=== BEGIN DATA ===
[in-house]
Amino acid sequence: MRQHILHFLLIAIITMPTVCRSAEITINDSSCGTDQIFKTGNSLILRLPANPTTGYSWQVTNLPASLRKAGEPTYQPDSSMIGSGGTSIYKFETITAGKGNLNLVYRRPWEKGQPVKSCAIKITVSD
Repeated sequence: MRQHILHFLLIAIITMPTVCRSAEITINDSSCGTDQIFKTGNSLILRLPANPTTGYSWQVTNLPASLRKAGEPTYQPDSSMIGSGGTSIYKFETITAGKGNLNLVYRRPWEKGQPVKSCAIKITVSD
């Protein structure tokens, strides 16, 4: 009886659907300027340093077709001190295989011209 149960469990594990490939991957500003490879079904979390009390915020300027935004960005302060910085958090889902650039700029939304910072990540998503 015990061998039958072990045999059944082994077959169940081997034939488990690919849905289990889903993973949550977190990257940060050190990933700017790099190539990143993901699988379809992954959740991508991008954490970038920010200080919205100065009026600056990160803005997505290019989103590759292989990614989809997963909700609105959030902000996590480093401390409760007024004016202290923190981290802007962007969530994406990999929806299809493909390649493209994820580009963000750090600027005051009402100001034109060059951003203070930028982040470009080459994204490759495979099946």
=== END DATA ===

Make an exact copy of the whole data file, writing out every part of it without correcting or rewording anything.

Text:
[in-house]
Amino acid sequence: MRQHILHFLLIAIITMPTVCRSAEITINDSSCGTDQIFKTGNSLILRLPANPTTGYSWQVTNLPASLRKAGEPTYQPDSSMIGSGGTSIYKFETITAGKGNLNLVYRRPWEKGQPVKSCAIKITVSD
Repeated sequence: MRQHILHFLLIAIITMPTVCRSAEITINDSSCGTDQIFKTGNSLILRLPANPTTGYSWQVTNLPASLRKAGEPTYQPDSSMIGSGGTSIYKFETITAGKGNLNLVYRRPWEKGQPVKSCAIKITVSD
């Protein structure tokens, strides 16, 4: 009886659907300027340093077709001190295989011209 149960469990594990490939991957500003490879079904979390009390915020300027935004960005302060910085958090889902650039700029939304910072990540998503 015990061998039958072990045999059944082994077959169940081997034939488990690919849905289990889903993973949550977190990257940060050190990933700017790099190539990143993901699988379809992954959740991508991008954490970038920010200080919205100065009026600056990160803005997505290019989103590759292989990614989809997963909700609105959030902000996590480093401390409760007024004016202290923190981290802007962007969530994406990999929806299809493909390649493209994820580009963000750090600027005051009402100001034109060059951003203070930028982040470009080459994204490759495979099946």